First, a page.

Jun 23, 2009

The Painter’s Wife

Written by Tania Pryputniewicz

Read by Jehanne Dubrow

Rain brings the husband home early,
white dots specking his neck and skull,

a primered knuckle through the milk jug
without apology for the swig

or cold hand on her breast. Downed lines
mean dark when he’d rather have sun

to finish the job, or if here, like now, inside her,
light to watch himself by (and her), overalls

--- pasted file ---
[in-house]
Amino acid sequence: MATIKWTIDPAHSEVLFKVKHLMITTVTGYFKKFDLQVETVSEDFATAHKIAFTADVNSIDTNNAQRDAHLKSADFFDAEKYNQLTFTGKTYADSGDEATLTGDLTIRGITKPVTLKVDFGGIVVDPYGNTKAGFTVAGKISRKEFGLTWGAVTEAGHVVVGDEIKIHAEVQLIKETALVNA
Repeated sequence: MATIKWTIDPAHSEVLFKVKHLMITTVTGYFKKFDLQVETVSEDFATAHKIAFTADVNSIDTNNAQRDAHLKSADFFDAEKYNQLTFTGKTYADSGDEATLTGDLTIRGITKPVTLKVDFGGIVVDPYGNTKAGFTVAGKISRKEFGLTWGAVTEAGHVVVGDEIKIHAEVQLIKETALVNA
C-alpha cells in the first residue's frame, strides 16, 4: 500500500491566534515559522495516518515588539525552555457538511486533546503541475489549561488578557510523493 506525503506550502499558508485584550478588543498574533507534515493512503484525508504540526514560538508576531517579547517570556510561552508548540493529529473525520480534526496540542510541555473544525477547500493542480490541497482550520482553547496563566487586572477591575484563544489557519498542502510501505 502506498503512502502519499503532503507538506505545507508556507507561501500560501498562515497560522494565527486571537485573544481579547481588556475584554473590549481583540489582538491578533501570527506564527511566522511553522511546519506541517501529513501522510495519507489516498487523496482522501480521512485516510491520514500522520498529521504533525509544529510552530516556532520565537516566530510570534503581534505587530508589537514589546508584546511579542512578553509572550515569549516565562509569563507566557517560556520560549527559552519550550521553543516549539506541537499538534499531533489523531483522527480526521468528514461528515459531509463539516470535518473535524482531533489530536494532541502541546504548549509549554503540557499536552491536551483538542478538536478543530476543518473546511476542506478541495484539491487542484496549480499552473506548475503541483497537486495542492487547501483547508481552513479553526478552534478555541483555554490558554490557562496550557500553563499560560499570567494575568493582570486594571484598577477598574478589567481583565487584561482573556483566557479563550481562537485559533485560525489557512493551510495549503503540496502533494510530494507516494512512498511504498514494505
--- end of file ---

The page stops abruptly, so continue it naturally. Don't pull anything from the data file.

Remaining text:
at his ankles, spattered with the colors
of the housewives of the neighborhoods.

Naked he’s hers again, until the throb of power
restored, the refrigerator

kicking in, and under the stairs
where his ribs anchor hers to the floor,

a bare bulb burning into her eyes.
Outside — the deck slick, boots

warped with chill, amphibious —
there’s his forehead to kiss

and the letdown of thunder, the crotch
of her jeans gritting along her skin’s

seam. At her feet, to the spit
of soaked gravel (his retreating tires)

a handful of furred sow’s ears listen
for spring without head or brain.